Arcadiajohn wrote:Answering the questions about light and the canopy, good timing really I have a book coming out entitled lighting for understory species. There is a whole section on dendros in the book. I will quickly explain my findings from the research papers available.if we take all light as 100%, after all absorption from atmosphere and clouds and canopy, the average % of total light making it's way down through emergent, into the canopy and then into the understory via leaf scatter would be about 4-6%. Any shiney or wet surfaces would reflect light and Uv back up into the ecosystem, this could mean that this energy is reusable to animals with adapted skin for absorbing low levels. This is a surprising amount, now we all know that different frogs come from different elevations, the trick is to match your captive environment to the wild. So a species from a higher altitude is provided with more mws2. Dendros are as we all know able to see UV. This is a godsend for them and us! It simply means that we can use higher powered T5 lamps over a small area in the enclosure, decorate the enclosure accordingly so that the frogs can photoregualte from say 40-50cms at the furthest point to 15-20cms at a basking platform, the frogs are the experts!!! They are able to photoregualte very well, they will move in the enclosure to get what they need, when they need it. I would be far happier providing high levels of UV over two thirds of the enclosure even for 6 hours a day and letting the frogs regulate themselves than using a low powered lamp over a wider area for longer! Cool and shade is just as important to the chemical changes in the body as heat, light and UV. Ideally we should all be providing light and shade. We keep bumblebee toads in the office here, they come from a high altitude and are very diurnal, so no supprise that they sit 10cms under a very powerful lamp for sessions of about 10 mins at a time at least 3 or 4 times a day! This is providing around 40-60mws2 with that lamp at that distance. I hope this is helpful!, John.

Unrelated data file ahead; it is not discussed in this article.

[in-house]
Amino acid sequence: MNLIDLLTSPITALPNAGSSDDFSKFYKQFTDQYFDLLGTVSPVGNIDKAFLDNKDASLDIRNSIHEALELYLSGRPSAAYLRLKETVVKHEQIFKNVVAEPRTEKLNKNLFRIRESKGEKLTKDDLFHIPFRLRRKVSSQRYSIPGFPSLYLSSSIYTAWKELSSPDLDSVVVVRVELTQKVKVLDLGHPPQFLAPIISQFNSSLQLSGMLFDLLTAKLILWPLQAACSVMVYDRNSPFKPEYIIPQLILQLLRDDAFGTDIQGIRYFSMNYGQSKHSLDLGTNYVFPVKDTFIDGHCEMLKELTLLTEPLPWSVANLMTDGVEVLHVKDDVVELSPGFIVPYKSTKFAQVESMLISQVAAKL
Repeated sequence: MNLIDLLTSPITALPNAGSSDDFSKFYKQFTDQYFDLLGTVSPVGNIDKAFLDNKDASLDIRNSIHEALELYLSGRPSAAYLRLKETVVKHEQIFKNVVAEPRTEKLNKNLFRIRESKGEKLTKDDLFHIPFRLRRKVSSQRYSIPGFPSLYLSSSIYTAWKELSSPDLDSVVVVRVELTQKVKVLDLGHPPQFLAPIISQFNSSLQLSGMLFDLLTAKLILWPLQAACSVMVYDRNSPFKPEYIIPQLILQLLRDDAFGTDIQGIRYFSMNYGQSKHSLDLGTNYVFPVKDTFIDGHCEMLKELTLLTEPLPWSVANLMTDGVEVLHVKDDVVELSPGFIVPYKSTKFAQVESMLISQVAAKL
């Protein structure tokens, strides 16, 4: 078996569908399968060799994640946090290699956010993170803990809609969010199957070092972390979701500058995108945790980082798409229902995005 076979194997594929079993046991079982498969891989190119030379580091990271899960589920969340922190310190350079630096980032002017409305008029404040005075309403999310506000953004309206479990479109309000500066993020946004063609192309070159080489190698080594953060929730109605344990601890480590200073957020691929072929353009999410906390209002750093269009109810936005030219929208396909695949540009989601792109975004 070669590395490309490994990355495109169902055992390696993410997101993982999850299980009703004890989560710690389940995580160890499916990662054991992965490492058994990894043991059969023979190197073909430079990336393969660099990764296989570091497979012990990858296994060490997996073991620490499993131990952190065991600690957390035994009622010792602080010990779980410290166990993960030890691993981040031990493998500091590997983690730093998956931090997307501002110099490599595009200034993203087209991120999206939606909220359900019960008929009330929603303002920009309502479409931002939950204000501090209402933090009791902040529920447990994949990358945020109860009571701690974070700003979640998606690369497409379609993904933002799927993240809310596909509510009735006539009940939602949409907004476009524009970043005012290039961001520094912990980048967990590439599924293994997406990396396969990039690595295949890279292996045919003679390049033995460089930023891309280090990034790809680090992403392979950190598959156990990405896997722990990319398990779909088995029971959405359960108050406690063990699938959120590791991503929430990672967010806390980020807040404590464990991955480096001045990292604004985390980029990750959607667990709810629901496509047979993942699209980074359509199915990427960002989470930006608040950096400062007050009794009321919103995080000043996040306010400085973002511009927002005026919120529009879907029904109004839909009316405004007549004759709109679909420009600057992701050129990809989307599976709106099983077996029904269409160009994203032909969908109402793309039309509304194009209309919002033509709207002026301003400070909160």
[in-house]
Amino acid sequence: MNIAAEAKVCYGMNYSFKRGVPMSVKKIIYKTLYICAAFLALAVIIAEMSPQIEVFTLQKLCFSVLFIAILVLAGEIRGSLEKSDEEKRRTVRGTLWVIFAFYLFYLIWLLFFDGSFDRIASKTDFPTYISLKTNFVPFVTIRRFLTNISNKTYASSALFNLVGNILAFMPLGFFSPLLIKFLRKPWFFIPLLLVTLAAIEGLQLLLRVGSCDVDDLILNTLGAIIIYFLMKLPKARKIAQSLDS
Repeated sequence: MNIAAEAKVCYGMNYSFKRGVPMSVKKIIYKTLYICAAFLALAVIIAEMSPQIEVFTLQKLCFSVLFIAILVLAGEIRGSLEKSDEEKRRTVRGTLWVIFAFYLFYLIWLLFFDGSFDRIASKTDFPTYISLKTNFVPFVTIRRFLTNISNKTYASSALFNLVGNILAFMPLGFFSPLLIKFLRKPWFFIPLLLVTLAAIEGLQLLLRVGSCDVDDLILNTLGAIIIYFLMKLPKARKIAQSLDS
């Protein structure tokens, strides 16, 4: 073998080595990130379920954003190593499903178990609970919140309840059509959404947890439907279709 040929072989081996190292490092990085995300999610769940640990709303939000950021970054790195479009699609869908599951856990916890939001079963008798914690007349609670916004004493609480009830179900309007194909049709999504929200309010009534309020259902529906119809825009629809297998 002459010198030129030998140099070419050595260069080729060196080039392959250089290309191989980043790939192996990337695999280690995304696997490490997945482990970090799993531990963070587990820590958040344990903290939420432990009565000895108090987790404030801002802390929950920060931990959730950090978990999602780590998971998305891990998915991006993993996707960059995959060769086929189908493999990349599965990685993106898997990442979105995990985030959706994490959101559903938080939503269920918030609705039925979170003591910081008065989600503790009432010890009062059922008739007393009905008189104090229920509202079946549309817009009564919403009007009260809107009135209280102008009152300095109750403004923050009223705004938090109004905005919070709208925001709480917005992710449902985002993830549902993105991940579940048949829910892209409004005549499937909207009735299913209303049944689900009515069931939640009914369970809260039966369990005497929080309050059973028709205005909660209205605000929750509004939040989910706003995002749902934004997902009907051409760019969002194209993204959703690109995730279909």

Just a thanks Jon for everything,ha ha do how you find the time mate!! Great to see you here,and to have your wisdom on this subject,which as you know i believe is so important to our frogs.It never ceases to amaze me that everytime you write something i seem to learn something new,i had no idea that our darts could see UVB!!!!!